2 items from 2014
As the undisputed king of American gothic, Vincent Price holds a unique position regarding his association with British horror. From the mid sixties, nearly all his films were made in the UK, and while not as distinguished as The House of Usher (1960), Tales of Terror (1962) and The Raven (1963), they are not without interest. As an actor perfectly suited to English gothic, Price’s output includes two career-defining performances. In a nutshell, he had the best of both worlds.
Masque of the Red Death (1964)
The British phase of his career began with a bang. After directing all of Price’s Poe chillers for American International Pictures, Roger Corman wanted to give the formula a fresh approach by making his next film in England. Aip’s Samuel Z Arkoff and James H Nicholson had already produced several European films, so the next step was to establish a London base with Louis M Heyward in charge. »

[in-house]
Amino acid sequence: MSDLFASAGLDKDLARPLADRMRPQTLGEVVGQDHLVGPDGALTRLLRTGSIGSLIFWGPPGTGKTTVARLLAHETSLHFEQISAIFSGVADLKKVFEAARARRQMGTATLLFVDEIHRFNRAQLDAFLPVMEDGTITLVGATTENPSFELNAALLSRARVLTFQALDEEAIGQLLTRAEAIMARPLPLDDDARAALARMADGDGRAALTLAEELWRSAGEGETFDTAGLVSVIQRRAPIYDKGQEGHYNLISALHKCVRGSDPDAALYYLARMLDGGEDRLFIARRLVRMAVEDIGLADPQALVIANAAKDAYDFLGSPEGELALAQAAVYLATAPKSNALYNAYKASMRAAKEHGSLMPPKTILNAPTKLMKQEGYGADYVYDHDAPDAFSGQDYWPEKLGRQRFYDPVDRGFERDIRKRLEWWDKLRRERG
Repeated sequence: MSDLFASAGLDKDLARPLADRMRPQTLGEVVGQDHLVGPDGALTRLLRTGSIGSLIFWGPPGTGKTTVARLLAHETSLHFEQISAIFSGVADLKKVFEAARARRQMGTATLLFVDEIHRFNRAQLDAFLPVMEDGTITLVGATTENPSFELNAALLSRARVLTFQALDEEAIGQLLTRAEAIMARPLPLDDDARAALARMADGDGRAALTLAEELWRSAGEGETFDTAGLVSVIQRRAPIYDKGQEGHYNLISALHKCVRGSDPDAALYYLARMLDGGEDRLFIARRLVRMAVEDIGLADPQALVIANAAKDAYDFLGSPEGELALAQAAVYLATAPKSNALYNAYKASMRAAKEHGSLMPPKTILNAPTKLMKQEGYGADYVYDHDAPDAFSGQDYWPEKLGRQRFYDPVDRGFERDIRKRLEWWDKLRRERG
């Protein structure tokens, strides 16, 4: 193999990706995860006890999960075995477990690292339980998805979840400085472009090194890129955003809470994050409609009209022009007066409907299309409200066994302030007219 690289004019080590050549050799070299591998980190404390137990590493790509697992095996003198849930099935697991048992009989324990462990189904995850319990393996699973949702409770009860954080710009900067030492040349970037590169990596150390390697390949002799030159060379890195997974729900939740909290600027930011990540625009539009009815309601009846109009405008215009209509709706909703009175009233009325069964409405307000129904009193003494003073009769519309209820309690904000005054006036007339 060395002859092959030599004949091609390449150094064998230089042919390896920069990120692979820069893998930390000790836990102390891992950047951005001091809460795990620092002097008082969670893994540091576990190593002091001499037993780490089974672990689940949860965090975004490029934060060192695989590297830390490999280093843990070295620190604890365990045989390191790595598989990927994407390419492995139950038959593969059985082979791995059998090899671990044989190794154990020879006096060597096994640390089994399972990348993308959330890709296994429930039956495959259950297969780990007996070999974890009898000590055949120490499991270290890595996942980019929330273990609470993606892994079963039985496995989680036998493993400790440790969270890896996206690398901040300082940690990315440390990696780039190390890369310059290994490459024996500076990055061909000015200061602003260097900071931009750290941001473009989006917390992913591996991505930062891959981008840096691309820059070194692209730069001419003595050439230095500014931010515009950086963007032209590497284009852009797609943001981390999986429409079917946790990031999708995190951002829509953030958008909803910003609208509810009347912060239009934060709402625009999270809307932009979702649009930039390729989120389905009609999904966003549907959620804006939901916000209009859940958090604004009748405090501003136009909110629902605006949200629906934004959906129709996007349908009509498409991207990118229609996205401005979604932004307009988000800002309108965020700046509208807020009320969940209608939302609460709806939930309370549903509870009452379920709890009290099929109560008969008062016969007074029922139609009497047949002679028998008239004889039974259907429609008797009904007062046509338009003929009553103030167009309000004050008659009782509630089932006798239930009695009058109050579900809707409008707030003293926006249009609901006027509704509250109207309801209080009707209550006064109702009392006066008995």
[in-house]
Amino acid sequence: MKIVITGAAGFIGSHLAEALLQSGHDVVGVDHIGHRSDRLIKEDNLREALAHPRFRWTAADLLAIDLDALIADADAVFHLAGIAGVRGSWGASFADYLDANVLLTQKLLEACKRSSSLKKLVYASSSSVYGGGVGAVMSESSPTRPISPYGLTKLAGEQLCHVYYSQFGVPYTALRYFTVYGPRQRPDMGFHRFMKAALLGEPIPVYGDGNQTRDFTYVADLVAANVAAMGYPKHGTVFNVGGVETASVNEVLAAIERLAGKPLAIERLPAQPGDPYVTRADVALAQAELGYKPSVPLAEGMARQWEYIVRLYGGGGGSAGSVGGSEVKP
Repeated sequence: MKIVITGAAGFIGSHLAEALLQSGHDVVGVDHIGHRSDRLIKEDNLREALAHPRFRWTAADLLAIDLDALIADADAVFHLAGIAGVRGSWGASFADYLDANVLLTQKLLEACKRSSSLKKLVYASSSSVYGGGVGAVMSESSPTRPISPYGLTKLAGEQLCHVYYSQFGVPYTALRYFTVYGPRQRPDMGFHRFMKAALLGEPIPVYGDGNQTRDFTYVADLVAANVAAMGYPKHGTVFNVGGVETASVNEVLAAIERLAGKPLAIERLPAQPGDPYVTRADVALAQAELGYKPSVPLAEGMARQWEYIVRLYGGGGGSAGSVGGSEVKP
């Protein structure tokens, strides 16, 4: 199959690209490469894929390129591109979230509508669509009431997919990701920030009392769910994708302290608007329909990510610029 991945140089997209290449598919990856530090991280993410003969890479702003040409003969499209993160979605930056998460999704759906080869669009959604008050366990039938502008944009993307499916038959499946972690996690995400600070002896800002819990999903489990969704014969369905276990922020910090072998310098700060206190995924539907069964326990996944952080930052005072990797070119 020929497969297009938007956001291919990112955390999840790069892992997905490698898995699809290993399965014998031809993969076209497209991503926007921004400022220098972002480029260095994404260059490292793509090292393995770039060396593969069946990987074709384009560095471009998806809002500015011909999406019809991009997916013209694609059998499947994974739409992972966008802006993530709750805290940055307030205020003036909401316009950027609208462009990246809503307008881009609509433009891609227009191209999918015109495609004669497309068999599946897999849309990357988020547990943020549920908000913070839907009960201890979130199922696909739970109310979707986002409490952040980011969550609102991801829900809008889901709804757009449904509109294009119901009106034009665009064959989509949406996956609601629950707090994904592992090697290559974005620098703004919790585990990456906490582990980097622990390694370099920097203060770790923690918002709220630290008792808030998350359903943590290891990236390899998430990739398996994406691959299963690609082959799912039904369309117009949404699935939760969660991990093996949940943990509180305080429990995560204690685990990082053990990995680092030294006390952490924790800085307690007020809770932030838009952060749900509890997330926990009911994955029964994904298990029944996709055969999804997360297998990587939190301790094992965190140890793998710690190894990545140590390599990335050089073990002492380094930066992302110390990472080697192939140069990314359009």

Gordon Hessler passed away in his sleep January 19th at the age of 83. An underrated horror director, Hessler cut his teeth on the Hitchcock Presents TV show then helmed several genuinely creepy and atmospheric British films. He worked with Vincent Price three times, all with scripts by Christopher Wicking; Scream & Scream Again (1970) was an outrageous sci-fi/horror hybrid that presented a berserk view of swinging 60′s London (and also starred Peter Cushing and Christopher Lee). Cry Of The Banshee (1970) was gritty and mean-spirited featuring Price as a sadistic monarch with an intense hatred of witchcraft and a sardonic sense of macabre. The Oblong Box (1969 – co-starring Chris Lee) was a dark and moody tale of voodoo, body snatching, medical experiments, brotherly betrayal, and being buried alive.
- Tom Stockman
2 items from 2014
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